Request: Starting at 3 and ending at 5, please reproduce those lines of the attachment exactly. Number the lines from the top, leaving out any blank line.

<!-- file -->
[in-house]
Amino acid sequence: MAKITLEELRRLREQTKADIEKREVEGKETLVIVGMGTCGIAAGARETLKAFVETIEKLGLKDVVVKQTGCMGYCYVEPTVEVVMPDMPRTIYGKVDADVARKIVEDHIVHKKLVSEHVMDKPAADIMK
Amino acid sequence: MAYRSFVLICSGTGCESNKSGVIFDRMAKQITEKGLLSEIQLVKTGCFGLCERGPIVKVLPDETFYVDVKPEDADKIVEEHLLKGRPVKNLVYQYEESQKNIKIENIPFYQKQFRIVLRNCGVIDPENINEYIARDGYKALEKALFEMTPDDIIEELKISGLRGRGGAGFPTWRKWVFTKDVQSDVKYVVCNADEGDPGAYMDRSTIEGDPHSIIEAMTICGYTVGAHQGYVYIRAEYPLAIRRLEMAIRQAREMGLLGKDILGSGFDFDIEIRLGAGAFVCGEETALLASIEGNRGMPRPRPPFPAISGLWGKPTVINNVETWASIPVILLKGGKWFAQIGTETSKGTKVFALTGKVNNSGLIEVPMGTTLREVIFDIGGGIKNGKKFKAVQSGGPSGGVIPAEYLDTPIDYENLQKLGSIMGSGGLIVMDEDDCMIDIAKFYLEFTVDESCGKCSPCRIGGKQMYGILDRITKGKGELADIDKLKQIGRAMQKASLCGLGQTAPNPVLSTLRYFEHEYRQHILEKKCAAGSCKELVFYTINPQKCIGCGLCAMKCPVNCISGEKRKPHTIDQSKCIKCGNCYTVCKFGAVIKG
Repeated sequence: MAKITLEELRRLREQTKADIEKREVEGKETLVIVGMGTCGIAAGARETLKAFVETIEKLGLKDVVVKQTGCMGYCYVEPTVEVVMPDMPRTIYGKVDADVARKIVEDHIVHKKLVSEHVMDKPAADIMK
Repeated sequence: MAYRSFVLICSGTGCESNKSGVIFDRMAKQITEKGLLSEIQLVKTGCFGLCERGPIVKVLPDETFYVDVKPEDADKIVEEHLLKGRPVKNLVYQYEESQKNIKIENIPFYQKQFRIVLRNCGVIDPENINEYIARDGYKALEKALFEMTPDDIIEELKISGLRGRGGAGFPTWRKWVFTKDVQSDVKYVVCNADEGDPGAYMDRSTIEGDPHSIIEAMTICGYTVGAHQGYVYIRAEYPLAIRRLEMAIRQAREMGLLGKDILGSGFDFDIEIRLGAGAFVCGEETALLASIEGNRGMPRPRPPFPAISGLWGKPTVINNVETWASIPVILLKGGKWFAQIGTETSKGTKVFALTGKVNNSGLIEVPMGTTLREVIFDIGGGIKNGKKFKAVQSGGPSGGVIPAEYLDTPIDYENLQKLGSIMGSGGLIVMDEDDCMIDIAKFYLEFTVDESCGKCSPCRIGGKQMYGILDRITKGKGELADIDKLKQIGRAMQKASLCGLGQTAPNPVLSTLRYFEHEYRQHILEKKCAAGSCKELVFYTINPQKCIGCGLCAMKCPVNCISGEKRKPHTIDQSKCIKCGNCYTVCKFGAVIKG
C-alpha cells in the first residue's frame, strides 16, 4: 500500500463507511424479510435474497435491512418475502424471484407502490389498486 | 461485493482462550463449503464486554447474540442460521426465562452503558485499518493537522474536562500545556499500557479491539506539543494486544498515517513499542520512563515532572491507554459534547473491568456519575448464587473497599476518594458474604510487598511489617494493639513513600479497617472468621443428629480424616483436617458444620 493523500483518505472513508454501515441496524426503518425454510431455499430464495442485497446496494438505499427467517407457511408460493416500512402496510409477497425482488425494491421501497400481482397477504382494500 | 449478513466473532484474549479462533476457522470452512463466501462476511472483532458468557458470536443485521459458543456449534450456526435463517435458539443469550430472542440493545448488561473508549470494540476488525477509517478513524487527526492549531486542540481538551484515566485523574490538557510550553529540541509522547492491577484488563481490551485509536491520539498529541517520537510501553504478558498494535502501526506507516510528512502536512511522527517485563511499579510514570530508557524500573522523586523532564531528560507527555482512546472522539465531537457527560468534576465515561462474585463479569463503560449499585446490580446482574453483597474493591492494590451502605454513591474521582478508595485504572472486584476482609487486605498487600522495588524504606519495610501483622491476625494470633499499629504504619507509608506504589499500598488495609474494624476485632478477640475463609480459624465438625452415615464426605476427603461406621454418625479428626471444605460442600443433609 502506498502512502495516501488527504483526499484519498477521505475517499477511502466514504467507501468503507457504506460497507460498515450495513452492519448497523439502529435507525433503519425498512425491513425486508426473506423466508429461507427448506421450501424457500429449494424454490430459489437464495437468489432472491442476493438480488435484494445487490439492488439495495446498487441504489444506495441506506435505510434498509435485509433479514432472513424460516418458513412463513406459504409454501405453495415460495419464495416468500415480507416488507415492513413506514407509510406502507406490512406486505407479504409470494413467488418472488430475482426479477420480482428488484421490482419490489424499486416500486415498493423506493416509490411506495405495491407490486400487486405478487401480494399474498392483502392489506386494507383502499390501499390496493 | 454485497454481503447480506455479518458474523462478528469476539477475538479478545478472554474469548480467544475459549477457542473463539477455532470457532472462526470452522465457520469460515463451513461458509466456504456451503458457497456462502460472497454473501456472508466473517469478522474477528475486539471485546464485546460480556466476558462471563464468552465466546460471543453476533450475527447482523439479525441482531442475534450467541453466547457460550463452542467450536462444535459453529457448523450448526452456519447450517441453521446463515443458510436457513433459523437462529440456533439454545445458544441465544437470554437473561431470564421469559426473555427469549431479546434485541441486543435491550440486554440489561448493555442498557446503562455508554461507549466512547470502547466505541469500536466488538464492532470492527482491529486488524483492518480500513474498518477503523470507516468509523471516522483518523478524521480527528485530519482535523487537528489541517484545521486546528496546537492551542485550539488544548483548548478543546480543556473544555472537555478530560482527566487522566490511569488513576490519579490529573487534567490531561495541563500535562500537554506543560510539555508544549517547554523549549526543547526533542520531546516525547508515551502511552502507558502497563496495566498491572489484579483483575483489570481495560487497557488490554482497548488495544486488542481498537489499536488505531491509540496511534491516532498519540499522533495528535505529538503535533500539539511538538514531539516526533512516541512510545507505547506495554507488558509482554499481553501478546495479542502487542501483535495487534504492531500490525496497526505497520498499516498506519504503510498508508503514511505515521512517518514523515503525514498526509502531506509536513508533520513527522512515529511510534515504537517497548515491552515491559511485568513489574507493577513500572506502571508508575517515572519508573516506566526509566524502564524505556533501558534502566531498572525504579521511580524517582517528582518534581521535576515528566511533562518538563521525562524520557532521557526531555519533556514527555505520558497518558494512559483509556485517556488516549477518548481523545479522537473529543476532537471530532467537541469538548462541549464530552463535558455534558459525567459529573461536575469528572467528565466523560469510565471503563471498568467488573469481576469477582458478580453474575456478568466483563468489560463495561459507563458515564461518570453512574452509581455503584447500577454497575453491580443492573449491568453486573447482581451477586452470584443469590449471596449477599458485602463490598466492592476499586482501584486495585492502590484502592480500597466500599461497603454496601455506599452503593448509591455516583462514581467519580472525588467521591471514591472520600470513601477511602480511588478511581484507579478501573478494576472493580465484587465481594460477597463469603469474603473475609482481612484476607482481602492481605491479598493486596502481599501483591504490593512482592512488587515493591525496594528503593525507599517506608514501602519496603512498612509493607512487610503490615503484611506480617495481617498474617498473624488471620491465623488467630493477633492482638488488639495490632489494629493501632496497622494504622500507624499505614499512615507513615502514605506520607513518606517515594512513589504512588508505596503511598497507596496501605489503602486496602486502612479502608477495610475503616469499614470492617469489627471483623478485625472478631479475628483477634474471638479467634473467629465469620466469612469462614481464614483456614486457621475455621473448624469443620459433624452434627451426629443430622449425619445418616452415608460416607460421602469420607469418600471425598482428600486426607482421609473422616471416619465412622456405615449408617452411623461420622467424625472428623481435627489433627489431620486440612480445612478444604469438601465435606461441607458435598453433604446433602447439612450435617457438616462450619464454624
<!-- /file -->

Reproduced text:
Amino acid sequence: MAYRSFVLICSGTGCESNKSGVIFDRMAKQITEKGLLSEIQLVKTGCFGLCERGPIVKVLPDETFYVDVKPEDADKIVEEHLLKGRPVKNLVYQYEESQKNIKIENIPFYQKQFRIVLRNCGVIDPENINEYIARDGYKALEKALFEMTPDDIIEELKISGLRGRGGAGFPTWRKWVFTKDVQSDVKYVVCNADEGDPGAYMDRSTIEGDPHSIIEAMTICGYTVGAHQGYVYIRAEYPLAIRRLEMAIRQAREMGLLGKDILGSGFDFDIEIRLGAGAFVCGEETALLASIEGNRGMPRPRPPFPAISGLWGKPTVINNVETWASIPVILLKGGKWFAQIGTETSKGTKVFALTGKVNNSGLIEVPMGTTLREVIFDIGGGIKNGKKFKAVQSGGPSGGVIPAEYLDTPIDYENLQKLGSIMGSGGLIVMDEDDCMIDIAKFYLEFTVDESCGKCSPCRIGGKQMYGILDRITKGKGELADIDKLKQIGRAMQKASLCGLGQTAPNPVLSTLRYFEHEYRQHILEKKCAAGSCKELVFYTINPQKCIGCGLCAMKCPVNCISGEKRKPHTIDQSKCIKCGNCYTVCKFGAVIKG
Repeated sequence: MAKITLEELRRLREQTKADIEKREVEGKETLVIVGMGTCGIAAGARETLKAFVETIEKLGLKDVVVKQTGCMGYCYVEPTVEVVMPDMPRTIYGKVDADVARKIVEDHIVHKKLVSEHVMDKPAADIMK
Repeated sequence: MAYRSFVLICSGTGCESNKSGVIFDRMAKQITEKGLLSEIQLVKTGCFGLCERGPIVKVLPDETFYVDVKPEDADKIVEEHLLKGRPVKNLVYQYEESQKNIKIENIPFYQKQFRIVLRNCGVIDPENINEYIARDGYKALEKALFEMTPDDIIEELKISGLRGRGGAGFPTWRKWVFTKDVQSDVKYVVCNADEGDPGAYMDRSTIEGDPHSIIEAMTICGYTVGAHQGYVYIRAEYPLAIRRLEMAIRQAREMGLLGKDILGSGFDFDIEIRLGAGAFVCGEETALLASIEGNRGMPRPRPPFPAISGLWGKPTVINNVETWASIPVILLKGGKWFAQIGTETSKGTKVFALTGKVNNSGLIEVPMGTTLREVIFDIGGGIKNGKKFKAVQSGGPSGGVIPAEYLDTPIDYENLQKLGSIMGSGGLIVMDEDDCMIDIAKFYLEFTVDESCGKCSPCRIGGKQMYGILDRITKGKGELADIDKLKQIGRAMQKASLCGLGQTAPNPVLSTLRYFEHEYRQHILEKKCAAGSCKELVFYTINPQKCIGCGLCAMKCPVNCISGEKRKPHTIDQSKCIKCGNCYTVCKFGAVIKG